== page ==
Those who step up their game whenever possible to rank higher with search engines than their competitors, win more business.

To find out if your website incorporates SSL simply go to your website and you will see HTTPS:// as a prefix to your website domain in your brower’s address bar. The “S” in HTTPS indicates that a SSL certificate is installed.

TELUS Health e-Claims Awareness
The last take-away that we will explore, came as a surprise to us and is best illustrated with this short story. Recently, several of our staff were exhibiting at a large provincial healthcare association annual AGM and conference. Promotional material we displayed included the recently accomplished, seamless integration of the TELUS Health third-party insurance e-Claims billing submission service. What came as the surprise was when during not one, but many, one-on-one meetings with practitioners where third-party insurance billing came up, the practitioners said they weren’t aware of any of their patients who had coverage through TELUS Health insurance – they were under the impression that TELUS Health was an insurance provider…  After explaining that TELUS e-Claims was not an insurance company, but rather a claims submission service that offers substantial benefit to practitioners by aggregating numerous (15 insurance companies and counting) insurers under one claim billing system, they all basically said “Wow, that’s sounds perfect!”.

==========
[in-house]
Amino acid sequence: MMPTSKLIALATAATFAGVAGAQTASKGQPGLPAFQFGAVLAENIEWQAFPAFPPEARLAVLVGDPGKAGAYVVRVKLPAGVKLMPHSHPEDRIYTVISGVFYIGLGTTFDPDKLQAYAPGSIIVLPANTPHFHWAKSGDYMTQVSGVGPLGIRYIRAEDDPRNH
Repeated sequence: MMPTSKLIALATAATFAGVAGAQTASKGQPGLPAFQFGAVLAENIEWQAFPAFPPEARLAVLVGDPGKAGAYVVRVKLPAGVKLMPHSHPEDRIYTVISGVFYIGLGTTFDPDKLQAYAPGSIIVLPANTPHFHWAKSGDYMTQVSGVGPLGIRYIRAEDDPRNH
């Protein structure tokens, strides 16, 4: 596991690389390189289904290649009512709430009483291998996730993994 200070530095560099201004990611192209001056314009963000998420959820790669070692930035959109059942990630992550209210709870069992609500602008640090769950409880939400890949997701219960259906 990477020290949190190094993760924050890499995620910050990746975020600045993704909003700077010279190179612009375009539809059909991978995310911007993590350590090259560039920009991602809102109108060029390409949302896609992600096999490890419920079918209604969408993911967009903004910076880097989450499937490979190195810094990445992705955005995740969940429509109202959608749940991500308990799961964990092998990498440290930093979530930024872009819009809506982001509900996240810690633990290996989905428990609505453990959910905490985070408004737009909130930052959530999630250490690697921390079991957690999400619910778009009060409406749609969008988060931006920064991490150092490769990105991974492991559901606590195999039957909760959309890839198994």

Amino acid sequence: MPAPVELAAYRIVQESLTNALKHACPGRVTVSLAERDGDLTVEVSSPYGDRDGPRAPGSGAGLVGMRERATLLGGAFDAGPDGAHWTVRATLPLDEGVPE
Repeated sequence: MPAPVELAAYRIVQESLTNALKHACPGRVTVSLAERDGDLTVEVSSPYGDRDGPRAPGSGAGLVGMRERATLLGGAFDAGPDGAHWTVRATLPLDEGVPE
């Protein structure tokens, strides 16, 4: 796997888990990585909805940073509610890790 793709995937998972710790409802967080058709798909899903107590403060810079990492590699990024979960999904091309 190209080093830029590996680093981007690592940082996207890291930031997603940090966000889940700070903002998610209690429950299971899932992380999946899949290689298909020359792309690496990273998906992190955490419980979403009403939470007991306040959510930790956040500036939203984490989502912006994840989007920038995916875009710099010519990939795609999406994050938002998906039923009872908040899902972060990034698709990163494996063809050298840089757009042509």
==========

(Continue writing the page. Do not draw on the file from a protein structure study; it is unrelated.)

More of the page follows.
The surprise is that TELUS Health is a substantial, successful and engaged Canadian firm with significant involvement in healthcare services and has been offering this service for some years now. Our takeaway from this was something we have always known is true but often lose sight of… Many technologies / services that offer substantial benefits are not always known by everyone, and have early, middle and late adopters. 

Jessica Foster writes on behalf of mindZplay Solutions, provider of massage therapy websites and practice management solutions. To learn more, visit